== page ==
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About a year ago, a paper on "Euthanasia" was read by Dr. Henry Leffman before the Medico-legal Society of Philadelphia. The author of the paper did not express any decided opinion for or against this rather euphemistic term for what may be called professional murder; the paper was read to provoke discussion rather than for the purpose of drawing any conclusions. In the Medical Record, of September 19, is a leading editorial article on this subject, in which the writer seems to take the ground that professional opinion is not yet in so advanced a state as to decide the matter in all cases; that the practice would have to be under legal restraint; and that " the further settlement of this question depends on the growth of public opinion. We cannot hasten it. For the present, the guide of each man must be his own conscience."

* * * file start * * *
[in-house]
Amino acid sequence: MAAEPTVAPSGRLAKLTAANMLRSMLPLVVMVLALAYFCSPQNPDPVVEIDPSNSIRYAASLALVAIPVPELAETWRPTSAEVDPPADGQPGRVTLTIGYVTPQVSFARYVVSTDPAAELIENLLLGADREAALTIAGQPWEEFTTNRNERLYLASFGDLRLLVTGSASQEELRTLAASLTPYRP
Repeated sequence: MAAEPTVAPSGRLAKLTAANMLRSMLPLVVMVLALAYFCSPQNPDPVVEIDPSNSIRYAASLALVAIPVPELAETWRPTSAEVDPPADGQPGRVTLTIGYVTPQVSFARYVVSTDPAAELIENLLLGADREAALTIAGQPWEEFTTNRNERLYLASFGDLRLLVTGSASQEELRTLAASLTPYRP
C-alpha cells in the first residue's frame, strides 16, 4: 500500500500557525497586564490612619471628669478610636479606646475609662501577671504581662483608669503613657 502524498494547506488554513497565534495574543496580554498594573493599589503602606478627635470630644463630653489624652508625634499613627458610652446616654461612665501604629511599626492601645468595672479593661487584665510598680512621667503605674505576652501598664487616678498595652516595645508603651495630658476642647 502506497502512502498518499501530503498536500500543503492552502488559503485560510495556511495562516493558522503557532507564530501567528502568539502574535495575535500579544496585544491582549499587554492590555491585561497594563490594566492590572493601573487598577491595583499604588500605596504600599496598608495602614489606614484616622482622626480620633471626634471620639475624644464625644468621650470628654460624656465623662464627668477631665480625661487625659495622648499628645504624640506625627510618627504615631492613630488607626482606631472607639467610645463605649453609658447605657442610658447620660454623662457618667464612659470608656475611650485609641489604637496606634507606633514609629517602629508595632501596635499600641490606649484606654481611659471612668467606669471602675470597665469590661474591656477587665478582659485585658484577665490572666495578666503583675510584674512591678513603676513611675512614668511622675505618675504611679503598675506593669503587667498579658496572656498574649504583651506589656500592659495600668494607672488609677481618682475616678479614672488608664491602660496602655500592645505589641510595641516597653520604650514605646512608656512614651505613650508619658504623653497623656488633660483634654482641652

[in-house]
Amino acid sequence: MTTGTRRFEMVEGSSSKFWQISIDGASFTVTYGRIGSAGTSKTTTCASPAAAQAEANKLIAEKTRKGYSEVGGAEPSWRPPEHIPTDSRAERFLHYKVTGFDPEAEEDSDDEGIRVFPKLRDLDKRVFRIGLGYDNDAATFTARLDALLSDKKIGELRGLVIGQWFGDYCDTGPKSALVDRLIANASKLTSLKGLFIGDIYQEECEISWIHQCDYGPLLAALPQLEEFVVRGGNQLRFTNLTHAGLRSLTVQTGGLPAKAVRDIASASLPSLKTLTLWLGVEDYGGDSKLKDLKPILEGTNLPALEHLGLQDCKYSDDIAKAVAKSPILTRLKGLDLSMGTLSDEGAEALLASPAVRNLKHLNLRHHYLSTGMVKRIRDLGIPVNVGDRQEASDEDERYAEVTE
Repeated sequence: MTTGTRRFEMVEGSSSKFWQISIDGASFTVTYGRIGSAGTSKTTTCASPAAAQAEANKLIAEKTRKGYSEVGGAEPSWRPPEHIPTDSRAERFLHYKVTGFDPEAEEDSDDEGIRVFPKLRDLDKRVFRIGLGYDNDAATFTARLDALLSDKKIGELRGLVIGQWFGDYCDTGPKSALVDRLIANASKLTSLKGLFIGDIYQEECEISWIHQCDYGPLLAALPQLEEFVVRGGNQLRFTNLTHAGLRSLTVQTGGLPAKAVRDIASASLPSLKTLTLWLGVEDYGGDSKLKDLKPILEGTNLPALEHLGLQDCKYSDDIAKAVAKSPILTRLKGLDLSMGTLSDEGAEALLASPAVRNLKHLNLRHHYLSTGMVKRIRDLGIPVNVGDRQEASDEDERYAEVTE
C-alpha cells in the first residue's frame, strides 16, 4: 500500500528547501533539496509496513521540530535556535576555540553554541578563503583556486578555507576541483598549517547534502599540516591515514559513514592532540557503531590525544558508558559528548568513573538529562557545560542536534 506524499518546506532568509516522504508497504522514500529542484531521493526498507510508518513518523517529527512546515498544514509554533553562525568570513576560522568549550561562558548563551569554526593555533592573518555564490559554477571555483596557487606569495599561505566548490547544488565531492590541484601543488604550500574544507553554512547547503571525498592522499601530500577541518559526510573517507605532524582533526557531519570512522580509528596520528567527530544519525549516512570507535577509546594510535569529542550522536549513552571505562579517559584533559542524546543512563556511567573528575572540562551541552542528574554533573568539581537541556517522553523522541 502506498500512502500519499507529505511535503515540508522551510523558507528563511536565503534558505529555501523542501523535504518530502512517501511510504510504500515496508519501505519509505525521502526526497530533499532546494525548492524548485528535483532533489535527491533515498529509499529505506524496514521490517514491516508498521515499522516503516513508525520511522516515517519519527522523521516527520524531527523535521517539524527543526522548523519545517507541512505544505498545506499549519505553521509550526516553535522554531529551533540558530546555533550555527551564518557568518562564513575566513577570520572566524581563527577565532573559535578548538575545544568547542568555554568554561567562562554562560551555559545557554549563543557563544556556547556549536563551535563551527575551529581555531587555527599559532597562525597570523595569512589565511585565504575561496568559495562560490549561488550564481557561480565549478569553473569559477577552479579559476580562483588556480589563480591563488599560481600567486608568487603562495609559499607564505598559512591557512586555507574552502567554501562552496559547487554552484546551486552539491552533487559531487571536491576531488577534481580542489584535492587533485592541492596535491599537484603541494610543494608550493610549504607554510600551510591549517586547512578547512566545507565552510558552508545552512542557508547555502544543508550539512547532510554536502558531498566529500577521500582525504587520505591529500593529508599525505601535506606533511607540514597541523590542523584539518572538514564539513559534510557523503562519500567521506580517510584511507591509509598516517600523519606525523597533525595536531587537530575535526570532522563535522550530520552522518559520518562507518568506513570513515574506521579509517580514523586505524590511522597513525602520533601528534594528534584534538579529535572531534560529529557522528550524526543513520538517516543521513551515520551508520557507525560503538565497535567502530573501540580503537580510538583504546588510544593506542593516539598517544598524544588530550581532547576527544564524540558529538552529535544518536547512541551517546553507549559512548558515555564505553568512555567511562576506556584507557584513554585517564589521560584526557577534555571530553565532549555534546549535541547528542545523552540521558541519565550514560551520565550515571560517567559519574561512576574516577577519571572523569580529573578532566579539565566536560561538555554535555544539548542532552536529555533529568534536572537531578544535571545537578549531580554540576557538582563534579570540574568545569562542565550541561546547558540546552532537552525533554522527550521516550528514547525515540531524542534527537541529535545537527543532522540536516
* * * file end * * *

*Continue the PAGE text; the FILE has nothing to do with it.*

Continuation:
Our contemporary does not
THE MORAL SIDE OF EUTHANASIA. JAMA. 1885;V(14):382–383. doi:10.1001/jama.1885.02391130018006
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